Health officials say the number of people sickened by a deadly meningitis outbreak has risen again. There are now 49 cases in seven states.
The number of deaths — five — has remained the same.
Tennessee, Virginia, Maryland, Florida, North Carolina and Indiana had previously reported cases. On Friday, Michigan joined the list, with six reported cases of fungal meningitis tied to the national outbreak. Local 4 has learned the meningitis patients are being treated at St. Joseph Mercy Hospital in Ann Arbor.
The outbreak of fungal meningitis has been tied to steroid shots used to treat back pain. The steroid was custom-made by a specialty pharmacy in Massachusetts. Health inspectors found fungus in at least one sealed vial of the steroid at the company's facility.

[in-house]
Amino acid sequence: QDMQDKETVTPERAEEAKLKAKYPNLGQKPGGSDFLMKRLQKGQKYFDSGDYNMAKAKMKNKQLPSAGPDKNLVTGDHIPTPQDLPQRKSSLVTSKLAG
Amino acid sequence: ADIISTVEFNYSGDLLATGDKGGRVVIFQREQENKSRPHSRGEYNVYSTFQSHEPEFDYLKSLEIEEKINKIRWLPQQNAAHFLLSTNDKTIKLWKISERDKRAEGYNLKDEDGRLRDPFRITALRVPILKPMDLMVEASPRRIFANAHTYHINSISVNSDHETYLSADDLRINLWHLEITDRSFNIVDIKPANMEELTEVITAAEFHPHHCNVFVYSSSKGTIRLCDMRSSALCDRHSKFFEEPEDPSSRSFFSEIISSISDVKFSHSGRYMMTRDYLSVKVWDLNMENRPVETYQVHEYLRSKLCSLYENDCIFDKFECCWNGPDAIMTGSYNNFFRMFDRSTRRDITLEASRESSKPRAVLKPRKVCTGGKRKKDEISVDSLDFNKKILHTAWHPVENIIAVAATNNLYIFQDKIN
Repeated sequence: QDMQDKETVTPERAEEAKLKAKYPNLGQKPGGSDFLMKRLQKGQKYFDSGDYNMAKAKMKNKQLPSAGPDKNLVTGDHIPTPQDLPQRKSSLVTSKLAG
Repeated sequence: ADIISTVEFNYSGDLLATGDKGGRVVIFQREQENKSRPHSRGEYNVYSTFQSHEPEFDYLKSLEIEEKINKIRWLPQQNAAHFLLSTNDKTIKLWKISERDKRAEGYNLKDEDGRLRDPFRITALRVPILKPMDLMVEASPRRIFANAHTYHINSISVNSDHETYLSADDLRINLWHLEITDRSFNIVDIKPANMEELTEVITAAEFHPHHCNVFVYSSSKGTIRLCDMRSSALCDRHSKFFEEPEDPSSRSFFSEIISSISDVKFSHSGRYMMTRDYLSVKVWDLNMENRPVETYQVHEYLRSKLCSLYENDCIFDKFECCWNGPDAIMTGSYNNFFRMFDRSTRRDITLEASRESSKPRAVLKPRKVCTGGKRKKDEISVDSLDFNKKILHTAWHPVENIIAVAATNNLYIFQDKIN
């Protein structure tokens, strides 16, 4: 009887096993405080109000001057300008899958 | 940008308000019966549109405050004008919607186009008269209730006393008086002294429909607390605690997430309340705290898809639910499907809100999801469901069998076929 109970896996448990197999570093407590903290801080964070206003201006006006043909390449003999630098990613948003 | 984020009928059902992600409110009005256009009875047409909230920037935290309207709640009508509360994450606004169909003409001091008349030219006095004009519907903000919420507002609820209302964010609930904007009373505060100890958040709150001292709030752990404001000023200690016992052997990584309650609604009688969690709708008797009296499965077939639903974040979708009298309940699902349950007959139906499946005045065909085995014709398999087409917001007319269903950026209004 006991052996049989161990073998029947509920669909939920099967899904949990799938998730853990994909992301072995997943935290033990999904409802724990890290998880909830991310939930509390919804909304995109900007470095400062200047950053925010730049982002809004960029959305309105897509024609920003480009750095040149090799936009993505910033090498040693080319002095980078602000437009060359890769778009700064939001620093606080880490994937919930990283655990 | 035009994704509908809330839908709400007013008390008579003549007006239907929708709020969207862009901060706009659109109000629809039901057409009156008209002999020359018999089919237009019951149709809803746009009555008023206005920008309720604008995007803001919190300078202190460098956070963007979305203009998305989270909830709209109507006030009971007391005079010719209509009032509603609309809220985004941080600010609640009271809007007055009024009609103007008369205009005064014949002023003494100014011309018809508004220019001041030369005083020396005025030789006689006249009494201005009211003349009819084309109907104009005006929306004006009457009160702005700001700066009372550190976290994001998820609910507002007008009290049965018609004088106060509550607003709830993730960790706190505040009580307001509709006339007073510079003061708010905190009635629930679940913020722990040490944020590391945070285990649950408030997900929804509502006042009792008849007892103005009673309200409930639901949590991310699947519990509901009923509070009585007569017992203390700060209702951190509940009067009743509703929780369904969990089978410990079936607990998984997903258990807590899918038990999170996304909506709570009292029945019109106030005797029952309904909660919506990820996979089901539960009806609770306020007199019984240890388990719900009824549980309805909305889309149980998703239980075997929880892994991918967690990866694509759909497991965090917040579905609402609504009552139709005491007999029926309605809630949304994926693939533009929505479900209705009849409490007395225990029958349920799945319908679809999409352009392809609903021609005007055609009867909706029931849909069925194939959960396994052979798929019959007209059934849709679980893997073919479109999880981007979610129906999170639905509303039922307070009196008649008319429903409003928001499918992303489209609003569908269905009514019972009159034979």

The steroids were delivered to four facilities in Michigan. The Michigan Department of Community Health says the number of cases is expected to increase.
The Michigan facilities which received the shipments of recalled steroids are the following:
The Michigan facilities which received the shipments are working to notify patients of the tainted steroids. The steroids were used for Michigan patients with back pain.
The company has recalled the steroid which was sent to clinics in 23 states. The government urged doctors not to use any of the company's products.
What is fungal meningitis?
Meningitis is a general term for swelling of the protective membranes that cover the brain and spine.
The swelling is typically caused by an infection of the fluid surrounding the brain and spinal cord that can be caused by bacteria, viruses, parasites or fungus, although meningitis also be caused by injury, cancer or medications.
For this type of meningitis, symptoms include worsening to severe headache, nausea, dizziness and fever, Dreyzehner said. Other symptoms can include slurred speech, unsteady gait, urinary retention, weakness and sensory deficit.
-- Fungal meningitis